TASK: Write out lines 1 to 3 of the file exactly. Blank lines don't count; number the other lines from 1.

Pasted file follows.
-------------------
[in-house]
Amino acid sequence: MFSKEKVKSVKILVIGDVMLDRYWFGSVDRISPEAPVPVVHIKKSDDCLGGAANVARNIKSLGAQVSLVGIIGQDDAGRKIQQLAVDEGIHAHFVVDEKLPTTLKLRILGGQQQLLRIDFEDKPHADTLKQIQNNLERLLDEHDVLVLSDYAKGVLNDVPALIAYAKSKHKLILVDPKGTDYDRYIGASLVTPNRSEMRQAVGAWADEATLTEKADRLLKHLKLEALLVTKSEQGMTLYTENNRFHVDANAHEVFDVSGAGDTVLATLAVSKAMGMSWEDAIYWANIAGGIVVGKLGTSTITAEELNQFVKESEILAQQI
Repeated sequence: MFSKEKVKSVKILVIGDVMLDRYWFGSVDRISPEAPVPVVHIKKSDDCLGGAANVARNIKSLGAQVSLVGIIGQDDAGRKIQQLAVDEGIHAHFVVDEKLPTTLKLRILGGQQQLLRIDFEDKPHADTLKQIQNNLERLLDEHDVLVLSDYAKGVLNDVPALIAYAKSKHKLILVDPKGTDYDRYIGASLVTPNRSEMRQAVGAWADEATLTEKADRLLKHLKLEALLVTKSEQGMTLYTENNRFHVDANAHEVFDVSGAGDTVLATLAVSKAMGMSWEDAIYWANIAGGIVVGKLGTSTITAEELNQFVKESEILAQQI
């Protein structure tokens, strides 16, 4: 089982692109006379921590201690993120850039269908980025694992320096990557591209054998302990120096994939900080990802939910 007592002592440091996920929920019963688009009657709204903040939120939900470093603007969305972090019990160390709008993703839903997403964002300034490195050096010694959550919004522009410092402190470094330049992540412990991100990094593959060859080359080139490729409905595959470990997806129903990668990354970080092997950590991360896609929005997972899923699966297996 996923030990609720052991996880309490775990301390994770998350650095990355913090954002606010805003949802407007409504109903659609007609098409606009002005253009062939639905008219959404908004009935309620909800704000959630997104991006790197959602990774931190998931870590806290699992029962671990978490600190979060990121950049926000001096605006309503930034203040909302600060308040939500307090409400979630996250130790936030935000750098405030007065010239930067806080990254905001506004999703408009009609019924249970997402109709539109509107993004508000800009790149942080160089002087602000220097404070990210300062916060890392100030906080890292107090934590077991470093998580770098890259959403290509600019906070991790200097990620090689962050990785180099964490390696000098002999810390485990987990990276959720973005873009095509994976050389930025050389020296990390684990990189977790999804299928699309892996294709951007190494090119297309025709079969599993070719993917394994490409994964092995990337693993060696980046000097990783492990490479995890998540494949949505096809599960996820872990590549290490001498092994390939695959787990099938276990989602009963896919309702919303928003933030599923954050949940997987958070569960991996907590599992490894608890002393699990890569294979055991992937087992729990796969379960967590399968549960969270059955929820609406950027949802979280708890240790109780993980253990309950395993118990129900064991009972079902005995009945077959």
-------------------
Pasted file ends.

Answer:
[in-house]
Amino acid sequence: MFSKEKVKSVKILVIGDVMLDRYWFGSVDRISPEAPVPVVHIKKSDDCLGGAANVARNIKSLGAQVSLVGIIGQDDAGRKIQQLAVDEGIHAHFVVDEKLPTTLKLRILGGQQQLLRIDFEDKPHADTLKQIQNNLERLLDEHDVLVLSDYAKGVLNDVPALIAYAKSKHKLILVDPKGTDYDRYIGASLVTPNRSEMRQAVGAWADEATLTEKADRLLKHLKLEALLVTKSEQGMTLYTENNRFHVDANAHEVFDVSGAGDTVLATLAVSKAMGMSWEDAIYWANIAGGIVVGKLGTSTITAEELNQFVKESEILAQQI
Repeated sequence: MFSKEKVKSVKILVIGDVMLDRYWFGSVDRISPEAPVPVVHIKKSDDCLGGAANVARNIKSLGAQVSLVGIIGQDDAGRKIQQLAVDEGIHAHFVVDEKLPTTLKLRILGGQQQLLRIDFEDKPHADTLKQIQNNLERLLDEHDVLVLSDYAKGVLNDVPALIAYAKSKHKLILVDPKGTDYDRYIGASLVTPNRSEMRQAVGAWADEATLTEKADRLLKHLKLEALLVTKSEQGMTLYTENNRFHVDANAHEVFDVSGAGDTVLATLAVSKAMGMSWEDAIYWANIAGGIVVGKLGTSTITAEELNQFVKESEILAQQI